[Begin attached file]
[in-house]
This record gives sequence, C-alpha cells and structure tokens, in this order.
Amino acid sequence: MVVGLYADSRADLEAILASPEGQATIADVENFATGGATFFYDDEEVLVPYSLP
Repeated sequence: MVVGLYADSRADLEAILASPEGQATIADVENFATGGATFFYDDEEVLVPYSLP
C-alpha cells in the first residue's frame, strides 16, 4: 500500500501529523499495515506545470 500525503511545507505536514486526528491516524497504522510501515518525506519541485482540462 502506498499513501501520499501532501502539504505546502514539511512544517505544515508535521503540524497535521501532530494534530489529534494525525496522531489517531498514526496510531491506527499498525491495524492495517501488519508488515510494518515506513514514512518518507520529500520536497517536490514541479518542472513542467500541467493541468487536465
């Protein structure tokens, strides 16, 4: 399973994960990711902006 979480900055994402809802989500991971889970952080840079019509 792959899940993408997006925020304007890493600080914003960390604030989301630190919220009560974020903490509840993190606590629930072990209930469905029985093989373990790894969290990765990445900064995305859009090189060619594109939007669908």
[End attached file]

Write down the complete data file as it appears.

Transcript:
[in-house]
This record gives sequence, C-alpha cells and structure tokens, in this order.
Amino acid sequence: MVVGLYADSRADLEAILASPEGQATIADVENFATGGATFFYDDEEVLVPYSLP
Repeated sequence: MVVGLYADSRADLEAILASPEGQATIADVENFATGGATFFYDDEEVLVPYSLP
C-alpha cells in the first residue's frame, strides 16, 4: 500500500501529523499495515506545470 500525503511545507505536514486526528491516524497504522510501515518525506519541485482540462 502506498499513501501520499501532501502539504505546502514539511512544517505544515508535521503540524497535521501532530494534530489529534494525525496522531489517531498514526496510531491506527499498525491495524492495517501488519508488515510494518515506513514514512518518507520529500520536497517536490514541479518542472513542467500541467493541468487536465
């Protein structure tokens, strides 16, 4: 399973994960990711902006 979480900055994402809802989500991971889970952080840079019509 792959899940993408997006925020304007890493600080914003960390604030989301630190919220009560974020903490509840993190606590629930072990209930469905029985093989373990790894969290990765990445900064995305859009090189060619594109939007669908």